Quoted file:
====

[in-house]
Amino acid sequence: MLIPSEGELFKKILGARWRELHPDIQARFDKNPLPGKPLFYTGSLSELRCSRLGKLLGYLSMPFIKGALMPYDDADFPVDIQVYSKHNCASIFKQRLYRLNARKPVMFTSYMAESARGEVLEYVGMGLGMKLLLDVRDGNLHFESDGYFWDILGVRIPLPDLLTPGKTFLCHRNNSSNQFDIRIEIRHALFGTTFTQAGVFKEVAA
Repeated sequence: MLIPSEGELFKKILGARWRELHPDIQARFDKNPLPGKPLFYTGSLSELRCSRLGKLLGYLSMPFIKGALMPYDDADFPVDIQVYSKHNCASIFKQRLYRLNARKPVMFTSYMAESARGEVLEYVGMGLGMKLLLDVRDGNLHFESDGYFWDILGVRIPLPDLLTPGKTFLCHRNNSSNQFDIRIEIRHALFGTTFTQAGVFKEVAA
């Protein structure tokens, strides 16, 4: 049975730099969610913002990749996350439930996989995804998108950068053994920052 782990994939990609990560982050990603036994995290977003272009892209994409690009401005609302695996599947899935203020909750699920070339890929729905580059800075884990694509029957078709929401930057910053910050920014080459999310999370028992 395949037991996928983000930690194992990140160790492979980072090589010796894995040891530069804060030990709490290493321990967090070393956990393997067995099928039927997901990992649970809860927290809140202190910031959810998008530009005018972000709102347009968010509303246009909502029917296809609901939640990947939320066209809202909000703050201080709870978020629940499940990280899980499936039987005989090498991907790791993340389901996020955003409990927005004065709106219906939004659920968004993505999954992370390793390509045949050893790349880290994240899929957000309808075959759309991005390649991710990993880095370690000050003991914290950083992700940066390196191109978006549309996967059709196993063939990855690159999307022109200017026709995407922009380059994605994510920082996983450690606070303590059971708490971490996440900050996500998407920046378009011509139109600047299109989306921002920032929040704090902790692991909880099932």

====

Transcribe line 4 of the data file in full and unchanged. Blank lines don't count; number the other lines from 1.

């Protein structure tokens, strides 16, 4: 049975730099969610913002990749996350439930996989995804998108950068053994920052 782990994939990609990560982050990603036994995290977003272009892209994409690009401005609302695996599947899935203020909750699920070339890929729905580059800075884990694509029957078709929401930057910053910050920014080459999310999370028992 395949037991996928983000930690194992990140160790492979980072090589010796894995040891530069804060030990709490290493321990967090070393956990393997067995099928039927997901990992649970809860927290809140202190910031959810998008530009005018972000709102347009968010509303246009909502029917296809609901939640990947939320066209809202909000703050201080709870978020629940499940990280899980499936039987005989090498991907790791993340389901996020955003409990927005004065709106219906939004659920968004993505999954992370390793390509045949050893790349880290994240899929957000309808075959759309991005390649991710990993880095370690000050003991914290950083992700940066390196191109978006549309996967059709196993063939990855690159999307022109200017026709995407922009380059994605994510920082996983450690606070303590059971708490971490996440900050996500998407920046378009011509139109600047299109989306921002920032929040704090902790692991909880099932």